All FLASH modules and sessions were designed to foster peer engagement and influence. The learning activities were structured to progress from individual work, to pairs, to small group interactions of 3−5 students. Teachers were directed to adhere to this designated progression of student groups, but were given discretion on regrouping students if misconduct posed barriers to the completion of the session. Typically, at the start of the session, teachers shared the delivery of instructions with students, who either read aloud from the workbook or responded interactively to questions and prompts from the teacher. Activities, such as cryptograms, true-false questions and interactive games, were conducted in pairs and small groups, and permitted students to gain knowledge while having fun. The middle sessions of FLASH, which targeted individual self-monitoring and other challenges, incorporated group problem solving so that students worked together to overcome barriers to healthy eating and activity. Students were provided with a theme ‘enhancer,’ such as a water bottle or pedometer, to assist them in carrying out the behavioral assignments. Participation in these efforts and eventual goal attainment resulted in social recognition and other rewards. In the final sessions, students worked together in their small groups to engage in a creative process that resulted in the production and presentation of group projects, including posters, mock public service announcements, commercials, songs, raps, poems, movement and dance routines. Creative products were presented and acknowledged in the classroom and in other school venues as possible to enhance self-confidence and social competence for healthy behavior change.
Overall, the FLASH modules were designed to build cognitive and cooperative social skills, such as listening, communicating, working together and sharing ideas about health and health behavior change.
Behavioral skills training and practice
Behavioral skills practice, as well as using goal setting, self-monitoring and problem solving, was an important aspect of the FLASH behavior intervention component (see ). These methods were adapted from procedures commonly used in obesity prevention and treatment for broad application to all students as they considered their options to enhance health. Tasks were initiated in the classroom but were aimed at teaching students skills for self-awareness in all environments. Students were initially taught to track pertinent behaviors at school and later away from school, always bringing information back to the small peer group. Self-monitoring tasks began with a simple self-observation (for example, ‘how many cups of water do you drink during one school day?’ or ‘how many steps does it take you to go from your classroom to the gym?’). A more complex self-monitoring assignment was not used until the fourth FLASH module in the first semester of the eighth grade. A tracking booklet introduced a series of four challenges, and social recognition and rewards for these tasks were based on documented attainment of specific behavior change goals.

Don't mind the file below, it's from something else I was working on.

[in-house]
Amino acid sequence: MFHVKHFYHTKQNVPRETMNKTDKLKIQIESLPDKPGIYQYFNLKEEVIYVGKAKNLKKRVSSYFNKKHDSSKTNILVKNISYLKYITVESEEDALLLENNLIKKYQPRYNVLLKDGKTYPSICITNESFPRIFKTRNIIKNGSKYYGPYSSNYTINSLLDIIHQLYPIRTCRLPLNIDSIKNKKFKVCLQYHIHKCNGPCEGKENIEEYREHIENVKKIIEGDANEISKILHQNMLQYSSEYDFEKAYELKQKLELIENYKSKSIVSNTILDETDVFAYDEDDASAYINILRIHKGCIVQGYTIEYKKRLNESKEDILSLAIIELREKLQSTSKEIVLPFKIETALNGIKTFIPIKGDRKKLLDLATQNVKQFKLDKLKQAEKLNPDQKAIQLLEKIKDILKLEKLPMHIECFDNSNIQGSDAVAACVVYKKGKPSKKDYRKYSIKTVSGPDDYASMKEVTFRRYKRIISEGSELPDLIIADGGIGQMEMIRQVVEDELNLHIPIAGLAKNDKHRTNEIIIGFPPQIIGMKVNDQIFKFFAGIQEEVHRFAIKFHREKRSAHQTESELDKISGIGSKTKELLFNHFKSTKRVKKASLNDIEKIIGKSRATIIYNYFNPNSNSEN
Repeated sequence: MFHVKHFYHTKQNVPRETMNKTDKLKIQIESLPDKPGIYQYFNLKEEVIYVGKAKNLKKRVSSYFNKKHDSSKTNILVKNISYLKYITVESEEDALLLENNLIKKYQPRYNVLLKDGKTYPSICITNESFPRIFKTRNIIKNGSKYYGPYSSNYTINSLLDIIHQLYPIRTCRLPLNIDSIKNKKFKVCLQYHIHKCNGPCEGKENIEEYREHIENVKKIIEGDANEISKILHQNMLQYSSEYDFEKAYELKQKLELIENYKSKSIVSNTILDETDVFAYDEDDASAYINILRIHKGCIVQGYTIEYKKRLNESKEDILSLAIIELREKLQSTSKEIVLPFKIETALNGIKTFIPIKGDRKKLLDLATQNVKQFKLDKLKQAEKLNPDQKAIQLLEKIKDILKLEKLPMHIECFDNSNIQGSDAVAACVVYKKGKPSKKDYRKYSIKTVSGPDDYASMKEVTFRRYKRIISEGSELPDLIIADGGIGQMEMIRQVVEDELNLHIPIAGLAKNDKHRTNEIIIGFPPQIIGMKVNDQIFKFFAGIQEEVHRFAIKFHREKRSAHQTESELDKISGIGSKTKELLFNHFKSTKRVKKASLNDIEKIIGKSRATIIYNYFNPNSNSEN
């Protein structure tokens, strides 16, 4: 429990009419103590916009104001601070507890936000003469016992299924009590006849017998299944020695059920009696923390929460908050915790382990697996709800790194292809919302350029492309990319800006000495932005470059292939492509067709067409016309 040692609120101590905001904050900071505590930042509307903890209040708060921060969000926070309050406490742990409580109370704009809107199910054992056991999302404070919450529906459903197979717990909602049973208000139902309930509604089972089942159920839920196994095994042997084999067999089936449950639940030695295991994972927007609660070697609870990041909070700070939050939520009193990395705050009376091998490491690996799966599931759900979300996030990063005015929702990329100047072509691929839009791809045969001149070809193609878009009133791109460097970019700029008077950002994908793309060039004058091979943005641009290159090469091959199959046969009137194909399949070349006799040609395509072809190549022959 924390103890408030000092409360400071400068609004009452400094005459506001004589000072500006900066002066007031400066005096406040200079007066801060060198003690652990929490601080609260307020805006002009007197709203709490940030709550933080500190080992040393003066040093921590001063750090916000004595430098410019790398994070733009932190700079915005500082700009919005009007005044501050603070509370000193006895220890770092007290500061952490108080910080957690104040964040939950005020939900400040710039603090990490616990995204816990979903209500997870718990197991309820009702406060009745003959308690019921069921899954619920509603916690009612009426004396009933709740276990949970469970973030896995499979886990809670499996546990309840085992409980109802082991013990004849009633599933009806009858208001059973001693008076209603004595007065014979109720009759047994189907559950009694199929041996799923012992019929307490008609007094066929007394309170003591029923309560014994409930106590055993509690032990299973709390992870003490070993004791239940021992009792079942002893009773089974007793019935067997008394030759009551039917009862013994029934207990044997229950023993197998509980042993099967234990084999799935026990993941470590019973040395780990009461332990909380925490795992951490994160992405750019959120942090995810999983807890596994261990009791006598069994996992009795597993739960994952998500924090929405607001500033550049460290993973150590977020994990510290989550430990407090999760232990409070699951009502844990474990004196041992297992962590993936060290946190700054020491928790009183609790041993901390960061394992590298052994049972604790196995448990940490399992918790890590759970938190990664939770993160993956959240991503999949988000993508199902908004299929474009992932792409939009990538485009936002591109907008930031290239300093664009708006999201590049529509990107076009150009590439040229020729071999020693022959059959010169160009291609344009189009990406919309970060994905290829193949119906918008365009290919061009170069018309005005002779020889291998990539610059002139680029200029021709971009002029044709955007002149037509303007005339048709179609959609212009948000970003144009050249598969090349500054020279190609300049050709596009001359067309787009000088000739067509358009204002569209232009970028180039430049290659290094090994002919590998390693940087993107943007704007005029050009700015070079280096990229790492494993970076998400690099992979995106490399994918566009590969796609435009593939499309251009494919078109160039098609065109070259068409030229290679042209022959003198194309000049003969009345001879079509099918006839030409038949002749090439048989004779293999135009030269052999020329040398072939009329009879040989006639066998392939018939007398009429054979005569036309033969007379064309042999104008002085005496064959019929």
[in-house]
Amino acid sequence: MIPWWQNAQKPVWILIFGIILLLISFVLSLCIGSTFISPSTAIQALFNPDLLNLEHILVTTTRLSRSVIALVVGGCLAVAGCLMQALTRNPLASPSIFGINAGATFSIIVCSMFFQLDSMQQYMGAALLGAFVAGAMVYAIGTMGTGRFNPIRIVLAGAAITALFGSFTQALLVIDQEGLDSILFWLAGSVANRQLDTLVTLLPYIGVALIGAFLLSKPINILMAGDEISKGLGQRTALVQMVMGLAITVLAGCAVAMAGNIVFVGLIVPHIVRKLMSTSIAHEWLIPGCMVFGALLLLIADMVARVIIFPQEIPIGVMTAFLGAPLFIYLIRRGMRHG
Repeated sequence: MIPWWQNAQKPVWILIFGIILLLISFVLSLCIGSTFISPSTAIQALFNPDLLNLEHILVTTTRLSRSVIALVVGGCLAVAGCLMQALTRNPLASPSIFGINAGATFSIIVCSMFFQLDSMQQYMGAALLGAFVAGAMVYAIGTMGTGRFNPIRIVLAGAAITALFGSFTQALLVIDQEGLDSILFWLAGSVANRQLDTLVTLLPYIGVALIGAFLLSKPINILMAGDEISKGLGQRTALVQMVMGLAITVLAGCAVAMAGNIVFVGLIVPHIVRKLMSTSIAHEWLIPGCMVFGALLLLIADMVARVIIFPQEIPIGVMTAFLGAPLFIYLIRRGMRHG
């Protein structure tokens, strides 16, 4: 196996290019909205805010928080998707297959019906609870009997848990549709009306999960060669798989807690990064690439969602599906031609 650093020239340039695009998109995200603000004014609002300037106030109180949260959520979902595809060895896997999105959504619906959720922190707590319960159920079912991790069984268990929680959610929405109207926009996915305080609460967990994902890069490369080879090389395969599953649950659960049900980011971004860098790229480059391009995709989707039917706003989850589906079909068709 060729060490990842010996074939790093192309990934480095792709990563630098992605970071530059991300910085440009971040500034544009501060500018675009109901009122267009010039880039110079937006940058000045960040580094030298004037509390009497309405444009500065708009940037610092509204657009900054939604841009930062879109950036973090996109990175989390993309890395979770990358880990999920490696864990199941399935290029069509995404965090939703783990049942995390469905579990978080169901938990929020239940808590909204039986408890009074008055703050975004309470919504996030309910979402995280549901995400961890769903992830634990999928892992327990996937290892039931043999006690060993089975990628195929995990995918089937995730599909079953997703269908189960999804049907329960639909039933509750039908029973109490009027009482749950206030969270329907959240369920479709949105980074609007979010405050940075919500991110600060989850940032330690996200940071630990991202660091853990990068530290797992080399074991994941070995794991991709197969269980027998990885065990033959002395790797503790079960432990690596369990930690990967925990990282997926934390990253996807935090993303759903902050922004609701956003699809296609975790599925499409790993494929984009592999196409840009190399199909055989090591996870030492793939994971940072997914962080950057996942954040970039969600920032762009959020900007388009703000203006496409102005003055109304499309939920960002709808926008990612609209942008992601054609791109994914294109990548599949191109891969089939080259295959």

Implementation of FLASH
The overall HEALTHY intervention was designed as a collaborative effort between centrally trained and supervised study staff interventionists for physical education, school food service and behavior, as well as key school personnel. For the behavior intervention, classroom teachers were selected in concert with school administration, then trained and supported by the staff of the HEALTHY study. Peer-selected student leaders in each classroom (known as student peer communicators) had an integral role in intervention delivery. The principal at each participating school assumed the final discretion in selecting the classrooms and teachers for FLASH implementation. Given the need for standardization of delivery, each FLASH session was formulated to be a self-contained learning unit with specific objectives. The FLASH teacher manual provided explicit, scripted instructions for each section of the lesson with major talking points outlined. The remainder of the session was mainly peer led, but facilitated by the teacher with assistance from the designated HEALTHY study staff.
Family outreach newsletter and break take home challenge packages
The family outreach component of the behavior intervention aimed at providing parents with information and tools for promoting sound nutrition and increased physical activity in the home environment, and for involving families in supporting behavior changes being made by the student. The newsletter content corresponded with the progression of themes and targeted behaviors that characterized the FLASH intervention. Seven one-page, double-sided color newsletters were produced centrally with local customization through photographs by each center. Newsletters were distributed at strategic times, such as during breaks, for maintaining intervention messaging.
Newsletters featured vignettes about parent efforts to promote children's healthy behavior, specifically illustrating the means by which parents had successfully modified nutrition practices or increased physical activity. These vignettes were collected from parent focus groups and interviews conducted at all study centers before the start of the HEALTHY intervention. Each of the first three newsletters contained ‘role model’ stories derived from interviews and written as first-person narratives that depicted, in their own words, the manner by which the parents overcame barriers to raising a healthy family. The newsletters also contained recipes, lists of available opportunities for community activity programs and advice columns aimed at decreasing impediments and increasing self-efficacy for parental support of healthy lifestyle behavior. A Spanish language translation was produced as needed.
In addition to the newsletters, students received two packages of materials intended to be used by the entire family to sustain behavior change during school-break periods. One package was produced for the summer break between the seventh and eighth grades and one for the eighth grade for the winter holiday break. The packages contained instrumental items intended to facilitate healthy behavior outside school (for example, behavior self-monitoring calendars, t-shirts, a heart healthy cookbook, a vegetable cutting board, a ‘TV turn-off’ decal and both a teen- and family-oriented aerobic exercise DVD (digital versatile disc)). Accompanying instructions challenged students and their families to set and meet behavior goals.